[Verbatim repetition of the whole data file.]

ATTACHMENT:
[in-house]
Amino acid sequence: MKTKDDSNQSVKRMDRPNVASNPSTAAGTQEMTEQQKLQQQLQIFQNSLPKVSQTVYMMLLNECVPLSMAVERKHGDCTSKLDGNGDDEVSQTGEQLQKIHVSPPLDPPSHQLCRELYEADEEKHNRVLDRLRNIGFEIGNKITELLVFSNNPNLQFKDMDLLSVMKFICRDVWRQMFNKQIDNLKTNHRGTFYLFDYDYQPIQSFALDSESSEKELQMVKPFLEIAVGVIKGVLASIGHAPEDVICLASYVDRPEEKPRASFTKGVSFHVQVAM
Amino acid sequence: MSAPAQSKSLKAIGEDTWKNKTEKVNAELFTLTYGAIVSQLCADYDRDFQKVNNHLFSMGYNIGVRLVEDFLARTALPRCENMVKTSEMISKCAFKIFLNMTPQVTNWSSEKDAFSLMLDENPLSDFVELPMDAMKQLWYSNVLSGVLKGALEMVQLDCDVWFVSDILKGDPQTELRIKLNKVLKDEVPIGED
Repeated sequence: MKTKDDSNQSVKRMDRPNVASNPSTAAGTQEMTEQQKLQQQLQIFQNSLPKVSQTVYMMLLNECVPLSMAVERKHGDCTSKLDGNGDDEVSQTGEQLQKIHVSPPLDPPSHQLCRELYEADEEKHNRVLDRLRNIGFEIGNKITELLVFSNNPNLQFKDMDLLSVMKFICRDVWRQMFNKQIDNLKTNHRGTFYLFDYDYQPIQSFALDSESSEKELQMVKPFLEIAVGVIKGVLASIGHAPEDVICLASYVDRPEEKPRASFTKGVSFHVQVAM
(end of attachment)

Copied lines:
[in-house]
Amino acid sequence: MKTKDDSNQSVKRMDRPNVASNPSTAAGTQEMTEQQKLQQQLQIFQNSLPKVSQTVYMMLLNECVPLSMAVERKHGDCTSKLDGNGDDEVSQTGEQLQKIHVSPPLDPPSHQLCRELYEADEEKHNRVLDRLRNIGFEIGNKITELLVFSNNPNLQFKDMDLLSVMKFICRDVWRQMFNKQIDNLKTNHRGTFYLFDYDYQPIQSFALDSESSEKELQMVKPFLEIAVGVIKGVLASIGHAPEDVICLASYVDRPEEKPRASFTKGVSFHVQVAM
Amino acid sequence: MSAPAQSKSLKAIGEDTWKNKTEKVNAELFTLTYGAIVSQLCADYDRDFQKVNNHLFSMGYNIGVRLVEDFLARTALPRCENMVKTSEMISKCAFKIFLNMTPQVTNWSSEKDAFSLMLDENPLSDFVELPMDAMKQLWYSNVLSGVLKGALEMVQLDCDVWFVSDILKGDPQTELRIKLNKVLKDEVPIGED
Repeated sequence: MKTKDDSNQSVKRMDRPNVASNPSTAAGTQEMTEQQKLQQQLQIFQNSLPKVSQTVYMMLLNECVPLSMAVERKHGDCTSKLDGNGDDEVSQTGEQLQKIHVSPPLDPPSHQLCRELYEADEEKHNRVLDRLRNIGFEIGNKITELLVFSNNPNLQFKDMDLLSVMKFICRDVWRQMFNKQIDNLKTNHRGTFYLFDYDYQPIQSFALDSESSEKELQMVKPFLEIAVGVIKGVLASIGHAPEDVICLASYVDRPEEKPRASFTKGVSFHVQVAM